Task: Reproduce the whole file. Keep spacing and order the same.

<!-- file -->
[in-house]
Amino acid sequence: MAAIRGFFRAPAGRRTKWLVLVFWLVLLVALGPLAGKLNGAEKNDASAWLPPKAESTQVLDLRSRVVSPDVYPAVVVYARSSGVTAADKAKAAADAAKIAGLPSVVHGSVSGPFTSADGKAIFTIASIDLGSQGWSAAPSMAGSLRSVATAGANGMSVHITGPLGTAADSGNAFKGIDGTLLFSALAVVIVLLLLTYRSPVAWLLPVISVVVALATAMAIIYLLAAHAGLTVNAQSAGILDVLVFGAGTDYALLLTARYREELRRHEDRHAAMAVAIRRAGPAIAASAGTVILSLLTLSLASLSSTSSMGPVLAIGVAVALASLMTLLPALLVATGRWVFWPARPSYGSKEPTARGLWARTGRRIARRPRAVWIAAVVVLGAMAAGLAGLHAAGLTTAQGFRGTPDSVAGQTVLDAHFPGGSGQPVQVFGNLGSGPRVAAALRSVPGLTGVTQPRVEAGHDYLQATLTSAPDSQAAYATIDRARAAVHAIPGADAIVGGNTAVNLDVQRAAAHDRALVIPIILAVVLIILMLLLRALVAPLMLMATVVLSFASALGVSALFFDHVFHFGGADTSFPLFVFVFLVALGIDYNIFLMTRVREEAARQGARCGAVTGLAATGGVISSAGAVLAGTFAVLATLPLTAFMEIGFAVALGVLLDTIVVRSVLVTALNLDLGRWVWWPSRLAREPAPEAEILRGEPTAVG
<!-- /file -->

[in-house]
Amino acid sequence: MAAIRGFFRAPAGRRTKWLVLVFWLVLLVALGPLAGKLNGAEKNDASAWLPPKAESTQVLDLRSRVVSPDVYPAVVVYARSSGVTAADKAKAAADAAKIAGLPSVVHGSVSGPFTSADGKAIFTIASIDLGSQGWSAAPSMAGSLRSVATAGANGMSVHITGPLGTAADSGNAFKGIDGTLLFSALAVVIVLLLLTYRSPVAWLLPVISVVVALATAMAIIYLLAAHAGLTVNAQSAGILDVLVFGAGTDYALLLTARYREELRRHEDRHAAMAVAIRRAGPAIAASAGTVILSLLTLSLASLSSTSSMGPVLAIGVAVALASLMTLLPALLVATGRWVFWPARPSYGSKEPTARGLWARTGRRIARRPRAVWIAAVVVLGAMAAGLAGLHAAGLTTAQGFRGTPDSVAGQTVLDAHFPGGSGQPVQVFGNLGSGPRVAAALRSVPGLTGVTQPRVEAGHDYLQATLTSAPDSQAAYATIDRARAAVHAIPGADAIVGGNTAVNLDVQRAAAHDRALVIPIILAVVLIILMLLLRALVAPLMLMATVVLSFASALGVSALFFDHVFHFGGADTSFPLFVFVFLVALGIDYNIFLMTRVREEAARQGARCGAVTGLAATGGVISSAGAVLAGTFAVLATLPLTAFMEIGFAVALGVLLDTIVVRSVLVTALNLDLGRWVWWPSRLAREPAPEAEILRGEPTAVG